The US Postal Service said June 22 that it will suspend its benefits contributions to the Federal Employees Retirement System (FERS) to preserve liquidity through the rest of its fiscal year. The Postal Service said it expects to save about $800 million by the September 30 close of its 2011 fiscal year.
The USPS said it pays about $115 million every other week to the Office of Personnel Management to fund the annuity. The organization said it has a FERS surplus of $6.9 billion.
“We are facing a liquidity crisis, so by taking this action, we are making sure that at the end of this fiscal year we are paying employees and suppliers,” said Dave Partenheimer, acting manager of media relations at the USPS. “The goal is to keep the mail moving.”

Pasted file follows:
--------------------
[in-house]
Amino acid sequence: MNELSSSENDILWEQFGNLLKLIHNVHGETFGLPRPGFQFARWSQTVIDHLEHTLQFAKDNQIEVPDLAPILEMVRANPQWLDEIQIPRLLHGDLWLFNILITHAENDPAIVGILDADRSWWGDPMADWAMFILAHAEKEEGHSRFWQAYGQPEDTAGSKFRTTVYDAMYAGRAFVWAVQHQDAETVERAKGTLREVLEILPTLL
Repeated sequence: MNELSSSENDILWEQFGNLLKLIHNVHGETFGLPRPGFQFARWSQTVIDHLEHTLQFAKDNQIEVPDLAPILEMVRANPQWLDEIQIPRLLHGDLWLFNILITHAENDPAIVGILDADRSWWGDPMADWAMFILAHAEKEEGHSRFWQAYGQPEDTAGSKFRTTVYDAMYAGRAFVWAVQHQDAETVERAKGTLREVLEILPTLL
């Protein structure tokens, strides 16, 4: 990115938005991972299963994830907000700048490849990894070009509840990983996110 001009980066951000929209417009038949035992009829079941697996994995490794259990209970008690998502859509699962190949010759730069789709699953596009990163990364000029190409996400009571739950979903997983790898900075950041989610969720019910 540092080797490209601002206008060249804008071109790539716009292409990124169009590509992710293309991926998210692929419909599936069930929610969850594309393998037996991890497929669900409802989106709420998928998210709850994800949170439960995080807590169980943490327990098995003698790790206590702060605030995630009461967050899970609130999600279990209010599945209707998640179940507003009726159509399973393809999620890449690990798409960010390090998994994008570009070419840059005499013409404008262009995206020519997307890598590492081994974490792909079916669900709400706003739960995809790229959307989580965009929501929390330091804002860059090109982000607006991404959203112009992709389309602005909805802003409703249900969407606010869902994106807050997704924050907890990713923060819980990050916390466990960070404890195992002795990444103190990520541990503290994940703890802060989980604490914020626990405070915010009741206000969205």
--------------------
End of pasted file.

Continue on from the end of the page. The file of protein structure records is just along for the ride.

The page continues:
He added that the move will not affect employees or retirees, and that the USPS “realizes this is not a long-term solution.”
The USPS, which saw a net loss of $8.5 billion in FY 2010, has warned that it could run out of money by the end of this fiscal year. It has also urged Congress to take legislative action to reform its retiree health benefit prepayment system, which costs the organization more than $5 billion per year.
The Postal Service has also asked Congress to allow it to cut Saturday home delivery, which it said would save the organization about $3 billion annually. Sen. Tom Carper (D-Del.) introduced a bill in May that would allow the USPS to move to five-day home delivery, reform its benefits payment system, and close post offices as it sees fit.